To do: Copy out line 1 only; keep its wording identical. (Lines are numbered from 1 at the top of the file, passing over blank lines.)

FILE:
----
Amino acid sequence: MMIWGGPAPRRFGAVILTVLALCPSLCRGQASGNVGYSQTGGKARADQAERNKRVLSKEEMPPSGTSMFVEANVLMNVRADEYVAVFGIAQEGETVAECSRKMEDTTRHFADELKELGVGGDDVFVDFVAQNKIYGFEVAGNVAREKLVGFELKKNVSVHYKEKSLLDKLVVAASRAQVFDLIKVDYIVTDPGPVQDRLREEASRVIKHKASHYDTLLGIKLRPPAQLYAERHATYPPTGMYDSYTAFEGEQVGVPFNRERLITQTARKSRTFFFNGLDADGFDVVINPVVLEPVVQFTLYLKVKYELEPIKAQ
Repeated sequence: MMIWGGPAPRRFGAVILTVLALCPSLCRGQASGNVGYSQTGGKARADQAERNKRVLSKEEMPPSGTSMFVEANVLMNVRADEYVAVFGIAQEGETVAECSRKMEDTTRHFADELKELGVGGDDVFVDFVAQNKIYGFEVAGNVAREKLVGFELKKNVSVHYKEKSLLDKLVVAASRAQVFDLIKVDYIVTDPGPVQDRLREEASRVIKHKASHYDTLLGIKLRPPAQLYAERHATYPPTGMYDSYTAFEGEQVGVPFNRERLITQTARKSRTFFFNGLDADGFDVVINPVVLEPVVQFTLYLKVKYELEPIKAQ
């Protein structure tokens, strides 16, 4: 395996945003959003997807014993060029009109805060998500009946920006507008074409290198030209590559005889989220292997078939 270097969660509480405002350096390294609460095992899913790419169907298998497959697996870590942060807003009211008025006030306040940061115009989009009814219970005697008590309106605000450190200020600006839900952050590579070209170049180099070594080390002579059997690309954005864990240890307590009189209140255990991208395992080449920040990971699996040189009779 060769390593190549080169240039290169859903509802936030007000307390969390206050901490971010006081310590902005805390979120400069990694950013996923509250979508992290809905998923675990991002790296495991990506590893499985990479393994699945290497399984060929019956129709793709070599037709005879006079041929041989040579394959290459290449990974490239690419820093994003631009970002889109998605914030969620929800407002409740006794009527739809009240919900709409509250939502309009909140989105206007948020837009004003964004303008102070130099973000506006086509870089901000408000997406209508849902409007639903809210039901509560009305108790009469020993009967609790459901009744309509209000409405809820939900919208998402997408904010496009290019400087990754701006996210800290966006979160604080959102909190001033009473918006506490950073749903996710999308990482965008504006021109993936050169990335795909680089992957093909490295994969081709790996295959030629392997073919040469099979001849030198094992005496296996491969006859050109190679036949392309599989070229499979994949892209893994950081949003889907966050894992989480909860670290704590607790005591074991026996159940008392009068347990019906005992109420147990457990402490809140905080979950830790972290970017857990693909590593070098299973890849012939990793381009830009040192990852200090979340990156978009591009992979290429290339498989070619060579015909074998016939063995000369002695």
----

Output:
Amino acid sequence: MMIWGGPAPRRFGAVILTVLALCPSLCRGQASGNVGYSQTGGKARADQAERNKRVLSKEEMPPSGTSMFVEANVLMNVRADEYVAVFGIAQEGETVAECSRKMEDTTRHFADELKELGVGGDDVFVDFVAQNKIYGFEVAGNVAREKLVGFELKKNVSVHYKEKSLLDKLVVAASRAQVFDLIKVDYIVTDPGPVQDRLREEASRVIKHKASHYDTLLGIKLRPPAQLYAERHATYPPTGMYDSYTAFEGEQVGVPFNRERLITQTARKSRTFFFNGLDADGFDVVINPVVLEPVVQFTLYLKVKYELEPIKAQ